More importantly, your assertion that "It is simply with Apple especially if it is a known defect" is outrageously wrong. The Consumer Guarantees Act is absolutely clear on this - this is basic, elementary knowledge of responsible citizenship given how widely available this information is. Section 16 sets out the circumstances under which consumers have a right of redress against suppliers. These circumstances include failing to meet the tests for acceptable quality under s 6. Supplier is then defined under s 2 as follows:


 


 supplier—


(a)
means a person who, in trade,—
(i)
supplies goods to a consumer by—
(a)
transferring the ownership or the possession of the goods under a contract of sale, exchange, lease, hire, or hire purchase to which that person is a party; ... 


On what planet would "a known defect" somehow not give the OP a claim against Spark but provide him with a viable claim against Apple? Being a mod shouldn't exempt you from doing the right thing by other posters, especially the less sophisticated ones who might take your words far too seriously (they would be foolish to, however, given what my simple analysis shows regarding your level of understanding of the CGA. You really should withdraw your post, especially given the vehemence with which you have asserted that the other posters are wrong and the implication that their beliefs and demands are excessive or frivolous.



+1 to you.. I so wanted to reply but was on mobile and did not make the effort. You have summed it up very nicely.

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  Reply # 1814088 6-Jul-2017 19:39
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Cant say for sure but would be certainly confident that all the major NZ retailers and the three teir one telco's know their position on the CGA.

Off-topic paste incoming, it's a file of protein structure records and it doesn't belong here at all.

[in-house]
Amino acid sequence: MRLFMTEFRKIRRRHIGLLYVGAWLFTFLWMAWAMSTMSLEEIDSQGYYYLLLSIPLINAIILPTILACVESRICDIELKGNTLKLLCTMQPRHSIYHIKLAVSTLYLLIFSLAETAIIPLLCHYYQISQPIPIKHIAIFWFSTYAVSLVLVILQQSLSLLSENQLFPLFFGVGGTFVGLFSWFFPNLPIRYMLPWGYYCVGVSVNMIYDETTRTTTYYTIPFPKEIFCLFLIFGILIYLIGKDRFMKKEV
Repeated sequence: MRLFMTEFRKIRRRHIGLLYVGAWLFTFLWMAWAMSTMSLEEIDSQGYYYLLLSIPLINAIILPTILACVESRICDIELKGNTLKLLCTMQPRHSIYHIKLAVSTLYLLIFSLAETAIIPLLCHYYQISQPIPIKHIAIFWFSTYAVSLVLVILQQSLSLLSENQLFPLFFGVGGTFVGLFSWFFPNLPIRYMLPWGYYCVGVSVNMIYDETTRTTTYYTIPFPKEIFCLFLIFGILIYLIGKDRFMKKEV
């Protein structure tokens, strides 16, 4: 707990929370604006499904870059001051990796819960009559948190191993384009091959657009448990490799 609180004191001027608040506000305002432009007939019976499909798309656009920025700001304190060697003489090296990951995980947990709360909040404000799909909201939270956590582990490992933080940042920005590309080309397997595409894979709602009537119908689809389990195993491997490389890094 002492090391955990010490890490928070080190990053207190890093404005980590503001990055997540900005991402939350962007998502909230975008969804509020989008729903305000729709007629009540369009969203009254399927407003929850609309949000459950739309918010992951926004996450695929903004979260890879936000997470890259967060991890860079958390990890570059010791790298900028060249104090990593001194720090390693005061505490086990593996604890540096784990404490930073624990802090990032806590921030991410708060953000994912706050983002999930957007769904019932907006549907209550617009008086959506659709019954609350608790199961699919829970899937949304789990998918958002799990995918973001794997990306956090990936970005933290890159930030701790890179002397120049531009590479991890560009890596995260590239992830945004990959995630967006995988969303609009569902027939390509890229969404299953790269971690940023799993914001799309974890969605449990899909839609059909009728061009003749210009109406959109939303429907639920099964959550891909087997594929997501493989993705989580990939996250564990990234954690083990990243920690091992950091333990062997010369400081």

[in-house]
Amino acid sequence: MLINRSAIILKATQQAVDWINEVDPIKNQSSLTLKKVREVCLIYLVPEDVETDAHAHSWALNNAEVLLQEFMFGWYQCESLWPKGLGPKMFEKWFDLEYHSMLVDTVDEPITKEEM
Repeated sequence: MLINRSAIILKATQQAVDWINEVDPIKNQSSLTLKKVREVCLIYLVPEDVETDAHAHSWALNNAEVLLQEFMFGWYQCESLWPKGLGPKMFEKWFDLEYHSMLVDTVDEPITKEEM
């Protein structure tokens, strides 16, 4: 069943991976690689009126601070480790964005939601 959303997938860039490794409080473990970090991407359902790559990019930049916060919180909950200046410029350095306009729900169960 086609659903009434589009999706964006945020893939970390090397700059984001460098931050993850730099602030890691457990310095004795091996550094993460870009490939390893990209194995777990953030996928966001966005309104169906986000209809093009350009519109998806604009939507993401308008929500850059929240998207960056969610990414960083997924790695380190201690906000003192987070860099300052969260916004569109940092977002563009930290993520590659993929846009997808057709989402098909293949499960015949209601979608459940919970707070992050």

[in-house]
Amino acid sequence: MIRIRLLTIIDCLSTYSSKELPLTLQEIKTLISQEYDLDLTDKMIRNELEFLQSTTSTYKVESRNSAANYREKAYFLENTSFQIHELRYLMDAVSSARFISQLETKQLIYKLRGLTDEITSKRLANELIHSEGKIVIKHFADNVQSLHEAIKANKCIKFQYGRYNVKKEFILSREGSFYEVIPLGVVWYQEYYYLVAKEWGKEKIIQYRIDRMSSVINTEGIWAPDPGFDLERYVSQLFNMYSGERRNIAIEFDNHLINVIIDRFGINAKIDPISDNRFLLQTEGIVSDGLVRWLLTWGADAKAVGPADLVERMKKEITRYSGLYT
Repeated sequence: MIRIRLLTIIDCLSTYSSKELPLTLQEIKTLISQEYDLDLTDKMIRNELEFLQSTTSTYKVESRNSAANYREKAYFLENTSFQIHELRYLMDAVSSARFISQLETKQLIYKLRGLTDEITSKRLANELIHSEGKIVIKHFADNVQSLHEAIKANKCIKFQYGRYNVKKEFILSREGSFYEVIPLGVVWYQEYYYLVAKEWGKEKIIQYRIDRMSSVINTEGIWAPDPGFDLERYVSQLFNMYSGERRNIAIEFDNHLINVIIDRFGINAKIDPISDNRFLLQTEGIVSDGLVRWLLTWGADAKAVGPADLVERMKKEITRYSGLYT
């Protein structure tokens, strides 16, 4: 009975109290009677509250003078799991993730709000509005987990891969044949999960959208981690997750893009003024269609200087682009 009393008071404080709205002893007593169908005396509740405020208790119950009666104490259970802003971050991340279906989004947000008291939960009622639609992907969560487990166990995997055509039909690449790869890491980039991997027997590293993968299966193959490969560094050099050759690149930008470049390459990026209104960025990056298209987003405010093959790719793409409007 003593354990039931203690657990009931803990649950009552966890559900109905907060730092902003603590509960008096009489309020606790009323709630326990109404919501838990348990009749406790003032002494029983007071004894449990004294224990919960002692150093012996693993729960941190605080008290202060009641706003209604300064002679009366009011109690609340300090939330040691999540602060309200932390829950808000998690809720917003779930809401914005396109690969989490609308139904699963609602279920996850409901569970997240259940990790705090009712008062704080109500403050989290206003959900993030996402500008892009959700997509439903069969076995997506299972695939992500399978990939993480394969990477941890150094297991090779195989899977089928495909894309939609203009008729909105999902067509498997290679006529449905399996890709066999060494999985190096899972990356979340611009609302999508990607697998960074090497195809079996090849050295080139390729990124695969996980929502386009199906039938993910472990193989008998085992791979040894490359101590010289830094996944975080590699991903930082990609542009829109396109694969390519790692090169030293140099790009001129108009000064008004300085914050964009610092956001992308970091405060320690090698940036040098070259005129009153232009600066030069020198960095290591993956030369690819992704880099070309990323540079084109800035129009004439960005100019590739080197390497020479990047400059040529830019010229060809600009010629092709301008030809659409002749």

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  Reply # 1814090 6-Jul-2017 19:43
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johny99: Cant say for sure but would be certainly confident that all the major NZ retailers and the three teir one telco's know their position on the CGA.

 

Examples abound on here to show that that these telcos don't. Heck, look at my posting history to see a few free CGA and law lessons I doled out to a few telco reps on here.

 

Anyone who has ever worked in compliance roles will tell you that your average staff members in most corporates are legally clueless. I can tolerate people not understanding the law but I have zero tolerance for anyone strongly asserting legal positions unless they have a basis for them. In fact, I wouldn't mind it for there to be a law that makes deliberately or recklessly misleading a consumer about his/her CGA rights a criminal offence. It will teach quite a few of people in retail a lesson or two to see one or two of these BSers sent to jail or given hours of community work for this kind of outrageous conduct.

 

 

 

 

 

 


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  Reply # 1814117 6-Jul-2017 19:48
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Sorry should have clarified, I wasn't meaning the guys on the floor.



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  Reply # 1814124 6-Jul-2017 20:27
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Thank you dejadeadnz.

 

 


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  Reply # 1814125 6-Jul-2017 20:32
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I am locking this because I think we have the answer. You have to seek your rights either with the retailer or through legal means if you must.